Some people are worried that the authorities may be stockpiling the vaccine and the money may go to the wrong hands. Vaccine scandals have already arisen, with some people getting extra charges for shots or getting fake vaccines. As of September, less than 4% of Vietnam’s adult population received two shots, and 16.5% received a single shot. Most vaccine rollouts are concentrated in Ho Chi Minh City, which has the highest case rates nationwide. Military personnel have been sent to the city to conduct lockdowns there.
Many foreign travelers to Da Nang have had problems renewing their visas. At the same time, they are also finding it difficult to leave the country due to severe lockdowns and lack of domestic and international flights.
As of Tuesday, a flight ticket, a Covid-1 test, and a written letter of permission from the embassy or city police to leave the central provinces of Vietnam are required. Those who are leaving will need to rent a private car to depart so they can go to Hanoi or Ho Chi Minh. Ride-sharing costs about 7.5 million dong (330) per person, and the journey can take up to 24 hours, depending on traffic and time spent passing through provincial checkpoints.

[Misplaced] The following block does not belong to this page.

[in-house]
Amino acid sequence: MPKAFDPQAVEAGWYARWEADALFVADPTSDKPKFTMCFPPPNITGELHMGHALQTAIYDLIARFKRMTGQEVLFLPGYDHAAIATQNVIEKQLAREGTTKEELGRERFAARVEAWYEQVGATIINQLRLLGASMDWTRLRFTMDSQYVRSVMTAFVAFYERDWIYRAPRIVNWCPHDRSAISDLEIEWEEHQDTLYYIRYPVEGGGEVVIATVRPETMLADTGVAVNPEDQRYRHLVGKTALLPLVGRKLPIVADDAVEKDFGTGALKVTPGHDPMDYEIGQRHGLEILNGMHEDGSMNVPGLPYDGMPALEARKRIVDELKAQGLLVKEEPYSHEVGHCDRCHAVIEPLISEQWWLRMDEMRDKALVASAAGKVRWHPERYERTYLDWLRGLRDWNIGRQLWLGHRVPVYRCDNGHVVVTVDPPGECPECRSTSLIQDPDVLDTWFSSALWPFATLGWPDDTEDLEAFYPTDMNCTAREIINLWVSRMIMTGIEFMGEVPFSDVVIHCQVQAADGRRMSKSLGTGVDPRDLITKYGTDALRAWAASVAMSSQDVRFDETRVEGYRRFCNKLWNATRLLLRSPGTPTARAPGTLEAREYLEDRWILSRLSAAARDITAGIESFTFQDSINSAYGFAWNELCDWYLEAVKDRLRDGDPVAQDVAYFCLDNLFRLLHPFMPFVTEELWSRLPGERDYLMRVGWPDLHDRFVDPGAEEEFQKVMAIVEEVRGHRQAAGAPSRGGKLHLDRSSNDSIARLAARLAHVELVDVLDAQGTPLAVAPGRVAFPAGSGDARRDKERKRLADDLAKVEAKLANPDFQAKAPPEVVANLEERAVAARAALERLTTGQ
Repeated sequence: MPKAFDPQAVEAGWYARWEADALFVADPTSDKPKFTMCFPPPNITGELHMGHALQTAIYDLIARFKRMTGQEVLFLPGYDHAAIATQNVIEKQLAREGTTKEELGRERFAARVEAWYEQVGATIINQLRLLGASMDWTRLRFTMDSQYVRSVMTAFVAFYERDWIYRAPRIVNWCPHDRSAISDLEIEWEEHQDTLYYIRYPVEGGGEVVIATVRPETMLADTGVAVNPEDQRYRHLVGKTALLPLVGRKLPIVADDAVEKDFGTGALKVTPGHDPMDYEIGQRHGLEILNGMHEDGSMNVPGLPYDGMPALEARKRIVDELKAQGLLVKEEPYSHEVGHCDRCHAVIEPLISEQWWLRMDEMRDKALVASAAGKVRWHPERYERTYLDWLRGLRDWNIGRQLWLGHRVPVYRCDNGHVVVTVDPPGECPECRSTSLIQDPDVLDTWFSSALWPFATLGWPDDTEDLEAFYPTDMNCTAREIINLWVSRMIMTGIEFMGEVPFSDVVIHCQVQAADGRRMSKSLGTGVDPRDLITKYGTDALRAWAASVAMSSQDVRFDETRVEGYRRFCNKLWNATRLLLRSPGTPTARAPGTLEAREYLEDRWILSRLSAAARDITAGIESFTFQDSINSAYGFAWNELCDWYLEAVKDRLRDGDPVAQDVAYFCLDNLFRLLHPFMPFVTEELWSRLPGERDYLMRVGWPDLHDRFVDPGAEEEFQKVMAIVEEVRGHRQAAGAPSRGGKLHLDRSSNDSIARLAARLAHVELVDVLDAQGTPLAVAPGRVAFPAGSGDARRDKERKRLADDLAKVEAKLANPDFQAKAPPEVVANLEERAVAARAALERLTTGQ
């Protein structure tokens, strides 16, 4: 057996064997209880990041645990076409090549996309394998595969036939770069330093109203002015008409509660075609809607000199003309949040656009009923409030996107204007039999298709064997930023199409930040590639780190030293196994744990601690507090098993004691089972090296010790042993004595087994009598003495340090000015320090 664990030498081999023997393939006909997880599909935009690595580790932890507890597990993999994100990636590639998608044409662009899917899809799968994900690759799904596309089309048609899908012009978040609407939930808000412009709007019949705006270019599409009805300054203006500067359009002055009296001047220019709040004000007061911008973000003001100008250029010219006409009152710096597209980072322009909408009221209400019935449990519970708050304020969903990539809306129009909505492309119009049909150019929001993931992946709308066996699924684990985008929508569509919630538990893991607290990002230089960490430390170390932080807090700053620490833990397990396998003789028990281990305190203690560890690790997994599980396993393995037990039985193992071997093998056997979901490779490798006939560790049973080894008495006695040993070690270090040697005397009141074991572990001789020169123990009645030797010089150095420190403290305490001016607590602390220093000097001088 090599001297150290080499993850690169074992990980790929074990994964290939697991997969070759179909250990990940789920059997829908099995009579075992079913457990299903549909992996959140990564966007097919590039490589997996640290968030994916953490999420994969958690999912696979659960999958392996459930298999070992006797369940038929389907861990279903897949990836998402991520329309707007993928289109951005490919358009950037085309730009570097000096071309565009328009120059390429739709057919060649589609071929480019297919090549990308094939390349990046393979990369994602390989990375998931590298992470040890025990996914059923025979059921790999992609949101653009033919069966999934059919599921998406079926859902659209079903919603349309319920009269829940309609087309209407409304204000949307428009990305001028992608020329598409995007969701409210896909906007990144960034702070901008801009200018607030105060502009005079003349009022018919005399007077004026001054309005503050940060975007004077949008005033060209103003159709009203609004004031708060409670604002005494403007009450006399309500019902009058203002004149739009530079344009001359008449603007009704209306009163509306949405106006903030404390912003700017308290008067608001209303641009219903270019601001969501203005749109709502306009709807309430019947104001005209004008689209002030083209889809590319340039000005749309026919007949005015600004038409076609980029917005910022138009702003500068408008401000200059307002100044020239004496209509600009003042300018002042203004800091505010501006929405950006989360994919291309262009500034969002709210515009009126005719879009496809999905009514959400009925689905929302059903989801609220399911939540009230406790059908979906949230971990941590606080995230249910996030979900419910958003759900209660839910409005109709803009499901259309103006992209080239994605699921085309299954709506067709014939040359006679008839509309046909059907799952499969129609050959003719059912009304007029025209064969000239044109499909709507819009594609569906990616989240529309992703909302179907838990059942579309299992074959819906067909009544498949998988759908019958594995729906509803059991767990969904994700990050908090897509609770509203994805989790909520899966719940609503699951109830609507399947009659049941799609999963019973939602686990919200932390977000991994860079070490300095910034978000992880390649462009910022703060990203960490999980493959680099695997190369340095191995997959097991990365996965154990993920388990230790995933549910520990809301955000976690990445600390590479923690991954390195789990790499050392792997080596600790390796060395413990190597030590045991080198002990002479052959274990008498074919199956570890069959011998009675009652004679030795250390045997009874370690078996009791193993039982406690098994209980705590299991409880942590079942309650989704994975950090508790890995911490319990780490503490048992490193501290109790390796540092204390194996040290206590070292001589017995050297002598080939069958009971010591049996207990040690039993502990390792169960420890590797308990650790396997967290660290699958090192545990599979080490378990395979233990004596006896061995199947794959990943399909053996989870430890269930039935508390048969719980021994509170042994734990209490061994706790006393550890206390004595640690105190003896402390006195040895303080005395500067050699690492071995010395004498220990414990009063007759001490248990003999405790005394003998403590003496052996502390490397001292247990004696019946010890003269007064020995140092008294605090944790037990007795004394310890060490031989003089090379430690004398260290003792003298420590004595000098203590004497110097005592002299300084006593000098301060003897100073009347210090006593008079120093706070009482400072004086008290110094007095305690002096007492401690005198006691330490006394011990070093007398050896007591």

In Facebook groups, people are expressing grief that visa agents are charging extra to extend their visas or to local immigration officials so that they pay extra fines at the airport. Expatriates have major problems between lack of communication or miscommunication between the government and foreigners living in Vietnam.
“They (immigration officials) are so corrupt, they will try to make money from you in any way,” a foreigner wrote on Facebook about his recent departure experience.
“There is no reliable information, no one knows what is going on and they are making it impossible for them to leave,” said Mark Worth, an Australian who is desperate to leave Vietnam with his wife. Her name has been changed to protect her privacy.
The lack of reliable information has probably prompted the Vietnamese authorities to implement a new hotline for foreigners in Da Nang; However, the response is either slow or non-existent.
Most of Da Nang’s expatriate English teachers. Due to the closure of many local schools and the recent closure of most foreign education contracts with online Chinese schools around the world, many foreign teachers are suffering financially. And as Vietnam’s economy slows, the situation for the poorest locals has worsened.
“A lot of local people are starving and haven’t been working for a long time,” said Da Nang, a local woman who worked as a consultant, whose name has been changed to protect her privacy.
Hanhar has a brother who works for the government. His salary has been halved since last year, but he says among the lucky ones he still has a job.
“Some of my friends in the tourism industry haven’t worked for more than a year,” Han said.
Her sister, a nurse, has been forced to stay in hospital and work 24-hour shifts since the latest lockdown began and she is not being paid for the extra time.
“It must be very scary for the really poor people in my country right now. No one cares enough about poor people, ”Han said.